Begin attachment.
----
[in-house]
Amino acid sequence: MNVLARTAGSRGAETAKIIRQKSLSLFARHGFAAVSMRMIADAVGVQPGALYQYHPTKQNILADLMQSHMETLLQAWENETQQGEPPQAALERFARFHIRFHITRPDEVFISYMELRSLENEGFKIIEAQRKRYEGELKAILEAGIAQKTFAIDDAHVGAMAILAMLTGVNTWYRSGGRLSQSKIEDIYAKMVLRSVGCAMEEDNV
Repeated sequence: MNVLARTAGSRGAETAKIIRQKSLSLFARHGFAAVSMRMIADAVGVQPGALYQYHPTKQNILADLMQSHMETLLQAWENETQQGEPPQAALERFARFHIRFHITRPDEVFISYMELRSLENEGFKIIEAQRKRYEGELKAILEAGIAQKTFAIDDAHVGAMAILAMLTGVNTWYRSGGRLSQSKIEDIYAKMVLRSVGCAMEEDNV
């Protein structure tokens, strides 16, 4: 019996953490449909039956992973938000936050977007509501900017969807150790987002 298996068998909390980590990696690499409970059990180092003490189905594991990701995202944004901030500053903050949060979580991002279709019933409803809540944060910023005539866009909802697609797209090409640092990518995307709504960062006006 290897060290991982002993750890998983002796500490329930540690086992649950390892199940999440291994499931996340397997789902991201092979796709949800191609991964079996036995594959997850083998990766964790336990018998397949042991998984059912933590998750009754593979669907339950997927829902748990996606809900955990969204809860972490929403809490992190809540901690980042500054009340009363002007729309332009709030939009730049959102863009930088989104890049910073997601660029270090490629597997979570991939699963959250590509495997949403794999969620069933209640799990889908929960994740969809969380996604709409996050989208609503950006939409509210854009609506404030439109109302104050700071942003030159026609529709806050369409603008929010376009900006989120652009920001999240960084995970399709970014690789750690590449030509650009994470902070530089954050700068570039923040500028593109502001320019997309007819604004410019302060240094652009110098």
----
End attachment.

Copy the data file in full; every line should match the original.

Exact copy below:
[in-house]
Amino acid sequence: MNVLARTAGSRGAETAKIIRQKSLSLFARHGFAAVSMRMIADAVGVQPGALYQYHPTKQNILADLMQSHMETLLQAWENETQQGEPPQAALERFARFHIRFHITRPDEVFISYMELRSLENEGFKIIEAQRKRYEGELKAILEAGIAQKTFAIDDAHVGAMAILAMLTGVNTWYRSGGRLSQSKIEDIYAKMVLRSVGCAMEEDNV
Repeated sequence: MNVLARTAGSRGAETAKIIRQKSLSLFARHGFAAVSMRMIADAVGVQPGALYQYHPTKQNILADLMQSHMETLLQAWENETQQGEPPQAALERFARFHIRFHITRPDEVFISYMELRSLENEGFKIIEAQRKRYEGELKAILEAGIAQKTFAIDDAHVGAMAILAMLTGVNTWYRSGGRLSQSKIEDIYAKMVLRSVGCAMEEDNV
């Protein structure tokens, strides 16, 4: 019996953490449909039956992973938000936050977007509501900017969807150790987002 298996068998909390980590990696690499409970059990180092003490189905594991990701995202944004901030500053903050949060979580991002279709019933409803809540944060910023005539866009909802697609797209090409640092990518995307709504960062006006 290897060290991982002993750890998983002796500490329930540690086992649950390892199940999440291994499931996340397997789902991201092979796709949800191609991964079996036995594959997850083998990766964790336990018998397949042991998984059912933590998750009754593979669907339950997927829902748990996606809900955990969204809860972490929403809490992190809540901690980042500054009340009363002007729309332009709030939009730049959102863009930088989104890049910073997601660029270090490629597997979570991939699963959250590509495997949403794999969620069933209640799990889908929960994740969809969380996604709409996050989208609503950006939409509210854009609506404030439109109302104050700071942003030159026609529709806050369409603008929010376009900006989120652009920001999240960084995970399709970014690789750690590449030509650009994470902070530089954050700068570039923040500028593109502001320019997309007819604004410019302060240094652009110098």